Manganese Requirements in Western Canada

Manganese (Mn) is involved with chlorophyll synthesis, photosynthesis, oxygen evolution and the activation of enzymes, e.g. fat forming enzymes. As a structural constituent of ribosomes, it also plays a key role in protein synthesis, helping improve N-utilization in the plant.

Why should this be important to you?

Mn sufficiency allows plants to absorb energy for light so it can grow into the crop and yield targets you are pushing for. Crops grown is western Canada will require anywhere from 0.6 – 2.0 g of Mn/Bushel.


In the soil

Manganese is naturally plentiful in most soils, so, in theory, supplies should not be limiting. However, deficiencies are commonplace when soil conditions combine to create a transient shortage.

Care is needed in diagnosing manganese deficiencies as often zinc and nitrogen are also critically deficient in the same soil.

Manganese in Prairie soils is affected by soil pH, organic matter & the environment.

  • Low pH (<5.4) or waterlogged soils can have Mn toxicity.
  • As pH increases, Mn becomes less available (especially on calcareous soils) because Mn increasingly converts to insoluble (unavailable) forms of Mn, so less Mn is plant available.
  • High organic matter (peat & muck soils) are often low in Mn.
  • Under cold wet conditions, Mn becomes unavailable.
  • Under warm & dry soil conditions, less water means less Mn uptake.
  • High soil iron can also decrease the availability of Mn.


Deficiency symptoms

Manganese is immobile in the plant and so deficiencies will show up in the younger leaves. The first symptoms are a general paleness of the younger and mid leaves due to reduced photosynthesis rates and chlorophyll content. The areas between the leaf veins yellows and the leaves become limp and soft. When severe, these yellow areas die, leaving spots or streaks of dead tissue. Oats are the most sensitive cereal to manganese deficiency, followed by barley, wheat, triticale and then rye. Legumes, for example can also be sensitive to manganese deficiency.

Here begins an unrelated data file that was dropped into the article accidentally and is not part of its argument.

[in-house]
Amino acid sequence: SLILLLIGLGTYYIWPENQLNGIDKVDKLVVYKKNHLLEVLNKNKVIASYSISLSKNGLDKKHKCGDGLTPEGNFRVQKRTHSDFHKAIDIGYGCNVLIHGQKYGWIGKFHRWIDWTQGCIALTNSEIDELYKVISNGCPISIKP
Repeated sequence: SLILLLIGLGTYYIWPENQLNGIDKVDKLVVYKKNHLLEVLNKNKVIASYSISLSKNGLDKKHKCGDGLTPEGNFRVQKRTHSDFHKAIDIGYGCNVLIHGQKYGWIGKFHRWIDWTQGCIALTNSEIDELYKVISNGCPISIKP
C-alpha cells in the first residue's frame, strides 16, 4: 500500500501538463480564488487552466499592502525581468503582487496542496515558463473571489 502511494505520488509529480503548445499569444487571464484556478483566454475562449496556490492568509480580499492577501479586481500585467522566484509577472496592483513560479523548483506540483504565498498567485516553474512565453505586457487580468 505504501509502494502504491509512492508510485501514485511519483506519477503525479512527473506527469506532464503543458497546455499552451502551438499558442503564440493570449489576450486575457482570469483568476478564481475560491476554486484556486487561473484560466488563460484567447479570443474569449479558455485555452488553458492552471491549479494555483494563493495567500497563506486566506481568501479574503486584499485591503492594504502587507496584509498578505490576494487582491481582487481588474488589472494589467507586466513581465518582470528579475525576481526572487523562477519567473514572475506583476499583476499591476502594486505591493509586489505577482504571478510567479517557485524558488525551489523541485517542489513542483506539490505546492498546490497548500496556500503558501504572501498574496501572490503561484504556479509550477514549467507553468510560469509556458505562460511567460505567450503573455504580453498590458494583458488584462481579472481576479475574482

Manganese toxicity affects plant development rather than root growth. Symptoms range from yellowing (chlorosis) of leaf margins to death of tissue. They appear on the older leaves first.



Effect on Seed Quality

Low manganese levels will reduce the oil content of seed and create deformed cotyledons in legumes (marsh spot in peas, split seed in lupins).

Toxic levels of manganese can inhibit and lower the levels of other nutrients such as calcium, magnesium and iron which result in poor produce quality due to these consequent deficiencies.


Fertilizer Placement and Timing

Manganese can be applied on the seed, with or on the fertilizer (YaraVita PROCOTE) or on the leaf with YaraVita GLYTREL MnP

Foliar sprays are commonly used for correction of deficiencies according to plant analysis or as soon as visual symptoms appear.

When fertigating in calcareous soils, apply Mn-chelates for best effect.


Pure Solution with Pure Results

YaraVita GLYTREL MnP increases soybean yields by stimulating root growth and supplying much needed energy during critical growth periods. It’s a liquid that has been specifically formulated to be sprayed at the same time as glyphosate.

  • Proven yield response
  • Reduces glyphosate stall
  • Boosts root growth
  • Mn is protected from glyphosate chelation
  • Mixes easily with most pesticides
  • Humectant properties allow better uptake
  • No need for additional surfactants
  • Built –in pH reduction


Nutrient Interactions

Oversupply of other divalent cations can limit manganese (Mn2+) uptake. For this reason it is quite common for manganese and zinc deficiencies to occur at the same time.
In addition there is often antagonism between iron and manganese uptake. High levels of iron can induce a manganese deficiency and vice versa.

Listen Now: Your Crop Requires More Than Just Macronutrients

Listen Now

In interview to Real Ag Radio on March 28, 2019, Yara's Crop Manager Markus Braaten talks about the critical role each micronutrient plays in producing the best possible crop.